| Rev. Carolyn Lesmeister |

When I was younger, finding community seemed easy. As a child, I simply had to go into the backyard and yell the names of the neighborhood kids until someone came out to play. School, sports, and extracurricular activities provided plenty of opportunities to bond with others over shared experiences, goals, and triumphs or losses.

I spent most of my 20s in similarly structured spaces – college, volunteer corps, and grad school – where proximity to people with common interests was something that could be taken for granted. Add in the fact that most of us lived in practically identical housing, and there wasn’t much to worry about as far as what other people would think of my dorm room or apartment.

Exposure to so many people made it easy to find friends, and if I wanted company for a meal, an event, or pretty much anything, I could always find someone who would enthusiastically join me. When some students would graduate, new ones would move in, and my circle of friends naturally evolved to accommodate these changes.

Now, however, community seems a lot more elusive....

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| Anne Williamson |

Invitation is tough. It involves risk, courage, vulnerability… Will they hear and like my ideas? Will he say, “Yes”? Can I communicate my vision? Am I a good leader? Appreciated member of the team? Does she value my friendship like I value hers? Does he value me? Will they care as much as I do? Will they be fair? Will she show up? Gladly? Lovingly?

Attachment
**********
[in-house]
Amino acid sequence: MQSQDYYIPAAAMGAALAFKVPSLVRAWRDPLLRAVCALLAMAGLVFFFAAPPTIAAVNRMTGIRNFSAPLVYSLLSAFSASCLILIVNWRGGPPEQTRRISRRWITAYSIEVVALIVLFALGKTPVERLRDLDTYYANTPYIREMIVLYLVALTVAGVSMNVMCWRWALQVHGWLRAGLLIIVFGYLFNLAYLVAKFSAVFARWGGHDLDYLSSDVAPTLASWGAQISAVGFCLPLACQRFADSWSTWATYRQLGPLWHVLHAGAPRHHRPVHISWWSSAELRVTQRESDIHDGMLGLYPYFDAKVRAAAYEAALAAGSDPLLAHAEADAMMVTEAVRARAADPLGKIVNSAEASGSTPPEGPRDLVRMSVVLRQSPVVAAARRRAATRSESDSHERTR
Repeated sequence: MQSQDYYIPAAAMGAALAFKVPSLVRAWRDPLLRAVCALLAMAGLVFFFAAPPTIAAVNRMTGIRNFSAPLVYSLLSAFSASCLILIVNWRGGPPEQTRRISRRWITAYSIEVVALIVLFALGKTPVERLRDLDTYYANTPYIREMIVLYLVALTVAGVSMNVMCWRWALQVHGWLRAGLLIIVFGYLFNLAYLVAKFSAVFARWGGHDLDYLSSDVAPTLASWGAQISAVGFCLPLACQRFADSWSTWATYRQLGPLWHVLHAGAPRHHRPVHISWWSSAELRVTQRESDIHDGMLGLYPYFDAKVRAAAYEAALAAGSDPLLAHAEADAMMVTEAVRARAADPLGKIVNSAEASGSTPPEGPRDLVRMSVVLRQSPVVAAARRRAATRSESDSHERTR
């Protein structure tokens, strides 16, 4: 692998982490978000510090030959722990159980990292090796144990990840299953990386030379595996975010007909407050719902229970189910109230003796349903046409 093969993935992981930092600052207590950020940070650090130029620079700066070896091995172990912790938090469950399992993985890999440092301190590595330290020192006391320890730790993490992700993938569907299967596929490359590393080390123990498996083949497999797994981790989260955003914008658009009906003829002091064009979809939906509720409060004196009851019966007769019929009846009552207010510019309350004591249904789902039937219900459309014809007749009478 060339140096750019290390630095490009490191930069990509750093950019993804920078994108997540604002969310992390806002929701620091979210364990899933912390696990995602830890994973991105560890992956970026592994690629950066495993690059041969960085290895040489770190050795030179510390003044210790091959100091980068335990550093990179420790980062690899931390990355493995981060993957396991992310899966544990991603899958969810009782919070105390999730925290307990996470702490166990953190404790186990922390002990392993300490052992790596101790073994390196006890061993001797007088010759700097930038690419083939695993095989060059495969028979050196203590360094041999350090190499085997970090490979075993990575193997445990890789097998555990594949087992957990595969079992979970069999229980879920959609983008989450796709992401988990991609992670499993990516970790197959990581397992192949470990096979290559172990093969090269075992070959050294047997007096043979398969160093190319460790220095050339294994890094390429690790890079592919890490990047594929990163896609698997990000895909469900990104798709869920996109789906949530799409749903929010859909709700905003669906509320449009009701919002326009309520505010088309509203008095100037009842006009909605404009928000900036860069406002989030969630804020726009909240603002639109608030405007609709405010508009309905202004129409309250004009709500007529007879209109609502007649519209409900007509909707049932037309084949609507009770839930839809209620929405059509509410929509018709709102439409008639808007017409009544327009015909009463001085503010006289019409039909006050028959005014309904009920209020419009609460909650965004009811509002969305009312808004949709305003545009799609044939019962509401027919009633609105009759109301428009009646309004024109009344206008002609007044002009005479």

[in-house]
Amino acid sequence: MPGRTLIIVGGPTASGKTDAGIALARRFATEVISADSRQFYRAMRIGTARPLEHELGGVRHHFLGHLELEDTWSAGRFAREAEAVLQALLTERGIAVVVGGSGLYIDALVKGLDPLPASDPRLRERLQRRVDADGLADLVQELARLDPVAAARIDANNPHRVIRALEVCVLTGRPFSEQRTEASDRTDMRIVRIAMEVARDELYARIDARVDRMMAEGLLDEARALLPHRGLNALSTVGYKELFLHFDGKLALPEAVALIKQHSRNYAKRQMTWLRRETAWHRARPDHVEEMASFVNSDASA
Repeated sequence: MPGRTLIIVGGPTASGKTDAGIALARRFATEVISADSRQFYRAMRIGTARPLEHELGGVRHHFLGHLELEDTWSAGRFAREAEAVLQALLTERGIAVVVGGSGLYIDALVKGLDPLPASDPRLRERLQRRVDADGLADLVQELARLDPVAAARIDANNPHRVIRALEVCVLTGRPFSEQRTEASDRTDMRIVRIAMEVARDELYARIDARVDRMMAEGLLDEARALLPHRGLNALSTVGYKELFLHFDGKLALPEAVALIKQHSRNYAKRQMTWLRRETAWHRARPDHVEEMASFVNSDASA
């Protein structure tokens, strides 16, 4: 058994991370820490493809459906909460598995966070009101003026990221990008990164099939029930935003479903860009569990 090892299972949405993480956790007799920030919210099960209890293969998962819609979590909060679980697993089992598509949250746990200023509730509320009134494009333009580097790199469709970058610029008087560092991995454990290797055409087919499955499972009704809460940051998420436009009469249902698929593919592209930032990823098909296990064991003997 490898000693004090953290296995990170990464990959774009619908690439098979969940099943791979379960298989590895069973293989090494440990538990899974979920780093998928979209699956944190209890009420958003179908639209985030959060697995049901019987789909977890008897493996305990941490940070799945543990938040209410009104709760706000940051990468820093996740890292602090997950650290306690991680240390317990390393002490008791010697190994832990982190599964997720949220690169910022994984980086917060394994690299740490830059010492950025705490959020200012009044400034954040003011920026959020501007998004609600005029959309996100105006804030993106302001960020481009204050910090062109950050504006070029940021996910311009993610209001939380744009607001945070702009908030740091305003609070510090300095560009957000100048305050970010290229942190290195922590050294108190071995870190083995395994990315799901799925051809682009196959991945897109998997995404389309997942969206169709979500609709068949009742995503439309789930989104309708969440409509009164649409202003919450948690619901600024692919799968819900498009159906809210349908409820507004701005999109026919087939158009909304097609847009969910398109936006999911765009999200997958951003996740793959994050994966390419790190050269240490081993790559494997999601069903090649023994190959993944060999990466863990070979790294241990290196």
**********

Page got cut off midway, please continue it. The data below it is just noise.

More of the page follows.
Often, these are questions to which we’re not sure we want the answers. Past experiences, current insecurities, ignorance, all make us wary of extending that invitation, of extending ourselves. It’s far easier and much safer simply not to ask. 

For all we risk in invitation, though, the alternative is actually far riskier....

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| Chase Tibbs |

You can already feel the tension. The tug is coming from all sides. You feel you have to commit to one or the other. The middle ground is as grey as can be. And along with the wins, there are the losses that come with how you approach the conversations. On the one hand, if you don’t bring up conversation regarding the latest situation/news, aren’t you participating in the “quietness” around the current issue? On the other hand, if you bring up conversation on the current news, you may be risking your relationships because of your differing opinions and perspectives on said latest situation/news.

We live in a world where disagreeing is not tolerated. Multiple perspectives cannot find a harmonious community. Diversity in theologies and ideologies is unable to sit at the same table.

If only there was a handbook for conversation around the holidays when sitting with family and friends with whom we disagree...

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